You turn the handle, but strangely, no water flows out of the faucet. Not even a trickle. This, of course, could indicate any number of plumbing issues. But if temperatures outdoors are dipping toward the lower end of the spectrum, chances are you have frozen pipes. Remember, when temperatures plunge, frozen pipes and subsequent bursting are major risks. On the positive side, there are ways to keep these important channels of water flow from freezing up. In fact, even if you don't catch pipes before they go into deep freeze, you still can thaw them before they burst. But speed is of the essence. Here's what to do:
Make sure at least a trickle of water is always running from your faucets. Liquid in motion is much more resistant to freezing. Think of a creek vs. a pond in frigid conditions. Which one will turn to ice first? Right.
Keep exposed pipes warm with a heat lamp or portable heating device.
Get those un-insulated pipes insulated. You can do this by wrapping the unprotected pipes with newspapers, heating wires, foam, or self-adhesive insulating tape.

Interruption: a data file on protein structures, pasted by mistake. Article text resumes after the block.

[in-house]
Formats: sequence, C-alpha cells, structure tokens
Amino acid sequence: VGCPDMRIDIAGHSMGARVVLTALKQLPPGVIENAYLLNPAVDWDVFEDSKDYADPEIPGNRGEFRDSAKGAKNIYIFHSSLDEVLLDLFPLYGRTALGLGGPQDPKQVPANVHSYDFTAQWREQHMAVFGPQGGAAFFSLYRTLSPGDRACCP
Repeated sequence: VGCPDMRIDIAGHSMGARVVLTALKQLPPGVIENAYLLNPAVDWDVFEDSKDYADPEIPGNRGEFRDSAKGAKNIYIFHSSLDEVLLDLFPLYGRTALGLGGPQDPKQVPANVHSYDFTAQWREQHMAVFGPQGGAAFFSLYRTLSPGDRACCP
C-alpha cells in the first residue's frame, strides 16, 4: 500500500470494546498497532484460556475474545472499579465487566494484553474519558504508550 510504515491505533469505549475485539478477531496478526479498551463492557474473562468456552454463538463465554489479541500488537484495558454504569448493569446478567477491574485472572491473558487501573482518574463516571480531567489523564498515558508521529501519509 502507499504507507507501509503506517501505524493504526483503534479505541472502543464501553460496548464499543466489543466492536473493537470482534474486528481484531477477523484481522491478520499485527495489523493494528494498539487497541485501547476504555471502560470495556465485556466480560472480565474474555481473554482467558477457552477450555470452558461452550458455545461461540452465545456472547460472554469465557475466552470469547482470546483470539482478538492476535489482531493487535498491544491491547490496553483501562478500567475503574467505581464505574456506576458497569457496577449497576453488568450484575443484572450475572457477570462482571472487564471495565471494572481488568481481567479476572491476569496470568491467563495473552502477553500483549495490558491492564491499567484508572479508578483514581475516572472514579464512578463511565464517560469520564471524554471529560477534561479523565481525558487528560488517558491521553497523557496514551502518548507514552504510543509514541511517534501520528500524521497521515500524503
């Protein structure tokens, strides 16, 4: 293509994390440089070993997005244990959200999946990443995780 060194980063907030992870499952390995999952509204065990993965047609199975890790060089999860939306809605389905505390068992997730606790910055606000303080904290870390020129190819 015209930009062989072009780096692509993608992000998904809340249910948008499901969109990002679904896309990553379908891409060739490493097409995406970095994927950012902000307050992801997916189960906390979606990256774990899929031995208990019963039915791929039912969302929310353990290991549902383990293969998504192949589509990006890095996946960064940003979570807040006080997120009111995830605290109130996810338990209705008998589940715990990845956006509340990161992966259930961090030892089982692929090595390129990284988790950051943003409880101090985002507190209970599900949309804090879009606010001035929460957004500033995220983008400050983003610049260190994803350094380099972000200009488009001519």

Locate the main shutoff valve, switch off the water, and open the faucet closest to the frozen pipe, allowing the liquid to drain while thawing.
Working from the faucet to the iced area, gradually warm the frozen pipe with one of the following : propane torch equipped with flame-spreading-nozzle; hair dryer used as a makeshift torch; heating pad wrapped around a section of pipe; heat lamp for pipes located behind walls, floors, or ceilings (hold a minimum of 8 inches from pipe surface); boiling water poured on frozen section of pipes, which have been wrapped in rags. (use as last resort).
As a precaution, it's a good idea to cover any nearby flammable surfaces with a fireproof material. And always make certain you prevent the pipes you're working on from getting too hot.